try out mini-careers with CAPS
weeks at a high-powered firm or a nonprofit helps students decide
for the College's determined young minds, Career and Placement
Services (CAPS) helps students test the waters of their futures
through its five-year-old internship program.
are available in both not-for-profit and for-profit organizations-from
the Joffrey Ballet in Chicago to Deutsche Bank in London to
the Association for Civil Rights in Israel. This year these
organizations reserved 200 internships exclusively for U of
C students-which CAPS hopes to increase to 300 by 2003. Most
internships take place during the summer except for year-long
internships at the Chicago mayor's office.
program boasts a variety of categories, including artistic and
cultural opportunities with Steppenwolf Theatre and the Frank
Lloyd Wright Home & Studio; research internships at the
Field Museum of Natural History and the Smithsonian Institute;
and internships through the University Community Service Center
and the Human Rights Program.
A. Peal, a fourth-year English major, has interned twice at
not-for-profit educational organizations through CAPS. In summer
1999 she worked with the Chicago Scholars Foundation, an organization
that awards one student from every Chicago high school a $1,000
college scholarship. She spent the following summer with College
Summit, a Washington, DC-based organization that advises youths
from low-income families on their college applications.
an internship such as Peal's, says Hilary A. Caldwell, associate
director of CAPS, "is a real learning experience for the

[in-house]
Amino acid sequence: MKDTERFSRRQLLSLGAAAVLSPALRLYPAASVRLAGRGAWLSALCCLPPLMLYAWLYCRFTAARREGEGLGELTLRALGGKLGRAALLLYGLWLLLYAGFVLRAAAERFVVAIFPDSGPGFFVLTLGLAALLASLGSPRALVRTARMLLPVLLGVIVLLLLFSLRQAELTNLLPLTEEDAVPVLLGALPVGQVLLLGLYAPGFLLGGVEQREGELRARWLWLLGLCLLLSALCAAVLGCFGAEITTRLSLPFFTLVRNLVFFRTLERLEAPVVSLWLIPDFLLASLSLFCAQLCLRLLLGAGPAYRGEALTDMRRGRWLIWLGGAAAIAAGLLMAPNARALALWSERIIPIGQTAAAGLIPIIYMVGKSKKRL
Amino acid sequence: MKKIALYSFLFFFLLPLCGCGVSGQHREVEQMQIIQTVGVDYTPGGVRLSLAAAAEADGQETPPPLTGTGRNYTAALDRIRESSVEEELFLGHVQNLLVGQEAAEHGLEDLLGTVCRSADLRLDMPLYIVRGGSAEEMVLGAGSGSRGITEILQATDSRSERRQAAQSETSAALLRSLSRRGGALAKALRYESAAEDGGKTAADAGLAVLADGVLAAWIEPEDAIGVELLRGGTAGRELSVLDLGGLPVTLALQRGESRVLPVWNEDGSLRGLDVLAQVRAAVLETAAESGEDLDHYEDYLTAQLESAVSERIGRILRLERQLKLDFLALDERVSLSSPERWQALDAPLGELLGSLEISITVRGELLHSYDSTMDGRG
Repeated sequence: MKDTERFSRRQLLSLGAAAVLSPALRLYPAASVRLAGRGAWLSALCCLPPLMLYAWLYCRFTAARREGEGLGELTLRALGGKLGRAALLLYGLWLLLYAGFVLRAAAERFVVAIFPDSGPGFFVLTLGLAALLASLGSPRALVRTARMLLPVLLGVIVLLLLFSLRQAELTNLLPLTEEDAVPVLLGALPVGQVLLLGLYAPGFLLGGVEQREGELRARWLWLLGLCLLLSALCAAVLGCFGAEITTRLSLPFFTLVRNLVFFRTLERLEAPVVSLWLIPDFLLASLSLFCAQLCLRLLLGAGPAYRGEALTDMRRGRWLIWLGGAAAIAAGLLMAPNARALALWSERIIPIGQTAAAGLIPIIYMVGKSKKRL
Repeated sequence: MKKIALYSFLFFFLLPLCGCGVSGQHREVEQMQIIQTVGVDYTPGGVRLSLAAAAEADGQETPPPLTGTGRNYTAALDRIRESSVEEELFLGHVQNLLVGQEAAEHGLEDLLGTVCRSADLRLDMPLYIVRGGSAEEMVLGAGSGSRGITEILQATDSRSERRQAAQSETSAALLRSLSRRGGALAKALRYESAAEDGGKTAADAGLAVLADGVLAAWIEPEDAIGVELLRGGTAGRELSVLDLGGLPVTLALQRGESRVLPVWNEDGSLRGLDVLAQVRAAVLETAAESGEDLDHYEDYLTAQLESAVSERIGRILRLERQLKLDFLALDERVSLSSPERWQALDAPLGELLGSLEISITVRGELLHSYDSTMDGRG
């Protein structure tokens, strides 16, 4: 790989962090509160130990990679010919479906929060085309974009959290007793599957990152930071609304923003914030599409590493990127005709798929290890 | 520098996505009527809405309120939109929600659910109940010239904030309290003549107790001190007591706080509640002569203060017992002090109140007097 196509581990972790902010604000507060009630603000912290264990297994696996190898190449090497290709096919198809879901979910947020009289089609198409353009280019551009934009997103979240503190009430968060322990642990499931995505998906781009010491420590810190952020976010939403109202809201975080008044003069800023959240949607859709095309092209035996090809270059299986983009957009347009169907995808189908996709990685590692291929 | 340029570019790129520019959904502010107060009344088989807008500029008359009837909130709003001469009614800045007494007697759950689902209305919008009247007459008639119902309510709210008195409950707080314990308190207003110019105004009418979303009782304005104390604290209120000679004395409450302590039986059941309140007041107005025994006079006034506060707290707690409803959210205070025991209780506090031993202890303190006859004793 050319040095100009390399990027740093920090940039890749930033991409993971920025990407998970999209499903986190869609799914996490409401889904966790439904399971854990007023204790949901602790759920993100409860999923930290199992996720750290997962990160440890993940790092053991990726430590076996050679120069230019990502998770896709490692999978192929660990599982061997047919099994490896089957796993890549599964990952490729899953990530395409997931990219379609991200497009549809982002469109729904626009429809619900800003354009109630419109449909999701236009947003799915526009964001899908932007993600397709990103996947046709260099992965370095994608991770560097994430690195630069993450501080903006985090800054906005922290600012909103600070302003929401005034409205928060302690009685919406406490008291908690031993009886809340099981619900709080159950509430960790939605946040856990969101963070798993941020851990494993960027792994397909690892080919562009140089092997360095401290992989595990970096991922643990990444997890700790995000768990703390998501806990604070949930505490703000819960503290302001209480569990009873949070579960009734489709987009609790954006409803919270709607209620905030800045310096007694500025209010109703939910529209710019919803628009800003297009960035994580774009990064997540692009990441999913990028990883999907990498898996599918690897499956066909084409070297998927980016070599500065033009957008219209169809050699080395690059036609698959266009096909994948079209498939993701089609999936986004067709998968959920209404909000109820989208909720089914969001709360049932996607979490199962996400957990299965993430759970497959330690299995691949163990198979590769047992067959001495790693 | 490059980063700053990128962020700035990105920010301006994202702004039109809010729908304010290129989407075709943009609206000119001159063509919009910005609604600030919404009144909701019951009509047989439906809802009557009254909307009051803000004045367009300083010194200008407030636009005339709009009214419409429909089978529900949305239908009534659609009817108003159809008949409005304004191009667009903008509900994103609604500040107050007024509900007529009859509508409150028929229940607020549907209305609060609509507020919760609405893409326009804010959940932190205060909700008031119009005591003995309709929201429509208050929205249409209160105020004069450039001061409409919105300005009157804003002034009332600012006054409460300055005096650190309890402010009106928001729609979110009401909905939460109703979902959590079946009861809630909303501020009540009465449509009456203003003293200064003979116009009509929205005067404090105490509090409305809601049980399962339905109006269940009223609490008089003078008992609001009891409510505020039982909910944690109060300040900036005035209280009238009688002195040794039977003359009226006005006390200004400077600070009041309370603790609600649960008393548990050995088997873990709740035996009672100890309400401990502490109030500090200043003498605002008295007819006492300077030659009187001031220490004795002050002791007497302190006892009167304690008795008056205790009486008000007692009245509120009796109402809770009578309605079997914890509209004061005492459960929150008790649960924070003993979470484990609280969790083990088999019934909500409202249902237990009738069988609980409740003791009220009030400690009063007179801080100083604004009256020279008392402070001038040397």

students because many of them haven't navigated the process
of interviewing. It's structured similarly to looking for a
full-time job, but with a lot more support."
must submit a résumé, a 500-word essay stating
their interest in a particular internship, a transcript, and
a faculty recommendation. CAPS acts as intermediary, forwarding
the cream of the crop to prospective employers for a final interview.
companies fund their own interns while the College and alumni
donations support interns at not-for-profit institutions.
Helfand, of Sibson & Company, a consulting firm that partners
with CAPS, seeks interns with "problem-solving skills,
quantitative skills, the ability to deal with ambiguity, and
verbal and written communication skills." U of C students
appeal to employers like Sibson & Company because, says
Caldwell, they "have excellent analytical skills, are superb
writers, fearless problem solvers, and unusually good at managing
the internships turn into full-time jobs. "Those U of C
students who interned with us and then joined us [at Sibson
& Company] as employees hit the ground running," says
every case, interns are matched up with a mentor who guides
them through assignments and projects, big and small. Joshua
R. Keith, a fourth-year economics and philosophy major who interned
at the Chicago Goldman Sachs office as a summer 2000 financial
analyst, felt this aspect was especially helpful. "Daily
contact with clients and colleagues in the office, communicating
clearly, and possessing the ability to work in a team became
critical in providing the best service," he says. "These
skills have served me well in the tasks I have been assigned
in my classes-projects that require the student to coalesce
a variety of unique and insightful opinions into a clear and
Peal, her experiences at the not-for-profit organizations transcended
such mundane internship tasks as photocopying and stuffing envelopes.
I cannot possibly list all of the meaningful work I did at the
Chicago Scholars Foundation and College Summit," she says.
"I didn't just gain a sense of how such nonprofits work
in a larger system of education. At every workshop I coordinated-from
Colorado to Chicago to Washington, DC-I met people who cared
about education as much as I do, who knew more about it and
truly wanted to help their students achieve something big."
underprivileged high-school student who recognized his or her
potential made Peal's experience all the more rich. During the
workshops, she says, "The students opened their hearts
to the staff and voiced dreams that they were afraid they could
not achieve. I was inspired by everyone who came together at
these summits to make this happen."-B.C.